Since the beginning of aviation icing is a serious safety issue which every aircraft manufacturer has to deal with. Water can exist in liquid form even at sub-zero tem-peratures. In unfavorable weather conditions supercooled water occurs in clouds and turns into ice instantly when it encounters a cold aircraft surface. If ice then accumulates the sensitive aircraft aerodynamics are disrupted which can lead to a significant drag increase, a change in the lift characteristics and decreased control surface efficacies (see Figure 1).
Today’s aircraft are already prepared for ‘normal’ icing. Anti-icing systems on the leading edges of the wings, engine inlets etc. prevent large-scale deposits of ice. Such systems have been part of the certification process for decades – no larger aircraft is approved without it. Things are different under so called SLD (Supercooled Large Droplets) icing conditions. These relatively rare conditions are characterized by large water droplet sizes greater than 150 microns and can occur when snowflakes from a high altitude layer of cold air fall through a layer of warm air, where they melt, and are then supercooled in a lower cold air zone. If an aircraft encounters them, the droplets dissolve or break up, then freeze and accumulate. They can be thawed off in places where the anti-icing systems are installed, but ice can still form behind the systems.
In November 2014 a new certification regulation for aircraft that also targets icing caused by SLD has been introduced. It initially applies only to smaller aircraft, but larger aircraft may also be affected by this in the future. As this is of great interest to aircraft manufacturers, a solution is needed. The current lack of calculation methods, test facilities and, ultimately, flight data on the phenomenon of SLD is the reason for the industry, various scientific institutions and universities to invest in research and development.
The development of high quality aircraft simulation models from flight test data using system identification techniques (Sys-ID) is an important research topic with a long tradition at the DLR Institute of Flight Systems (DLR-FT). With respect to the exper-tise available in this topic a connection between the Brazilian aircraft manufacturer Embraer and DLR-FT has therefore been established for several years. Begin of 2013 an initial 3 years research cooperation was launched concerning recent DLR research initiatives into aircraft icing modeling and the development of Online Sys-ID methods (project SuLaDI).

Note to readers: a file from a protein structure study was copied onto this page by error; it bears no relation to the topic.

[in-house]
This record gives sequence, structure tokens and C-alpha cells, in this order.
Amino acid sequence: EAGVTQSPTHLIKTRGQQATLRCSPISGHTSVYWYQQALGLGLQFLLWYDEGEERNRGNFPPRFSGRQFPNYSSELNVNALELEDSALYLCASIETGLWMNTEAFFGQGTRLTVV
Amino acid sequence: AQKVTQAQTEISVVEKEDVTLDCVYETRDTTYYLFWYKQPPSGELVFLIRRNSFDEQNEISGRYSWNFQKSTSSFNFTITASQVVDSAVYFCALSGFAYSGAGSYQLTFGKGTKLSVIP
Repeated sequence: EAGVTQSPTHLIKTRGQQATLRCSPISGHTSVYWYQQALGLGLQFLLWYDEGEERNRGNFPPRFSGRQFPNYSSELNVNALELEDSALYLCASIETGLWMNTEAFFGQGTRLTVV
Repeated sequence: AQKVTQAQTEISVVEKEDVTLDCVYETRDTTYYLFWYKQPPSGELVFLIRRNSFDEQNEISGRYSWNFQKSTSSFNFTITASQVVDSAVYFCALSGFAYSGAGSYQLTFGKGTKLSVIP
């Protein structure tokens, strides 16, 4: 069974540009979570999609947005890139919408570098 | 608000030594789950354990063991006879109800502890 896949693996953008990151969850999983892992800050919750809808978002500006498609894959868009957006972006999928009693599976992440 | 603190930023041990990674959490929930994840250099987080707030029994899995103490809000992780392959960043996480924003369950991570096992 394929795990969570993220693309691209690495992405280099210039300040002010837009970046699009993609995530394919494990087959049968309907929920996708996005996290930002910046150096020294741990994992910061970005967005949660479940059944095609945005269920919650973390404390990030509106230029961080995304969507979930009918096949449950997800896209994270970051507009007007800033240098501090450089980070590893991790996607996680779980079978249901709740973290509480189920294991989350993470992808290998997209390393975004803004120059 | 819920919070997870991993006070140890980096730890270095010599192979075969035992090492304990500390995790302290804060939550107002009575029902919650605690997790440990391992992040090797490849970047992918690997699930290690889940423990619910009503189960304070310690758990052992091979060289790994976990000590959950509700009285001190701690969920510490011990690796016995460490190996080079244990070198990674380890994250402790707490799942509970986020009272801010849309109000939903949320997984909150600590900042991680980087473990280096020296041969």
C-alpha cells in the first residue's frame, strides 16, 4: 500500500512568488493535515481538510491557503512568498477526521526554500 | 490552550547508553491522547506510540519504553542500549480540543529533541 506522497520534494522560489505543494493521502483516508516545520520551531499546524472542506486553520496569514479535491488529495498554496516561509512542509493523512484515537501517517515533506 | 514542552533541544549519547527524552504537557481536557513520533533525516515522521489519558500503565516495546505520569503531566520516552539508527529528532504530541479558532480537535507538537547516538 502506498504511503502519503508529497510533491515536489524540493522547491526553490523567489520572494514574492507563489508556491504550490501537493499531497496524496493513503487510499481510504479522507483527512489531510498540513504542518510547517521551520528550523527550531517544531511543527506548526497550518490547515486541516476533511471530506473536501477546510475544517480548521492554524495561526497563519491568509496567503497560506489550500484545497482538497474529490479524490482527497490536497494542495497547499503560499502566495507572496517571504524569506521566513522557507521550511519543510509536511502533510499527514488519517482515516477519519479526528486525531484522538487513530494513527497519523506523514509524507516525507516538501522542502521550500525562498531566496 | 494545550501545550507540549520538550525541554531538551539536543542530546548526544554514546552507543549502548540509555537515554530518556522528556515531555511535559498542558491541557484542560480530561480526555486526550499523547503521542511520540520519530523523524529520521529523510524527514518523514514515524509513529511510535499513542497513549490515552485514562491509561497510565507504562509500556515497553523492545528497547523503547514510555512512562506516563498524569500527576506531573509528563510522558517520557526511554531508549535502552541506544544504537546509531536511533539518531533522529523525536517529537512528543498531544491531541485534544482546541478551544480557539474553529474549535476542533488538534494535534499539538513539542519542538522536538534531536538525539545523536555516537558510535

Because of the major effects of icing on the aerodynamic properties and flight per-formance, this is termed a ‘degenerated aircraft configuration’. Understanding the behavior of degenerated aircraft under different types of icing is important for increasing pilots’ situational awareness and thus preventing accidents. The flight data acquired by the project will be used to develop new flight dynamics models. These will then be applied to the DLR AVES flight simulator. Figure 2 shows an example of different drag polars for the clean aircraft and for 2 icing conditions measured in flight test. The red curves show the models developed using Sys-ID. As long term perspective an incorporation of appropriate icing scenarios into the standard pilot training is considered.
→ DLR magazine 145: An icy affair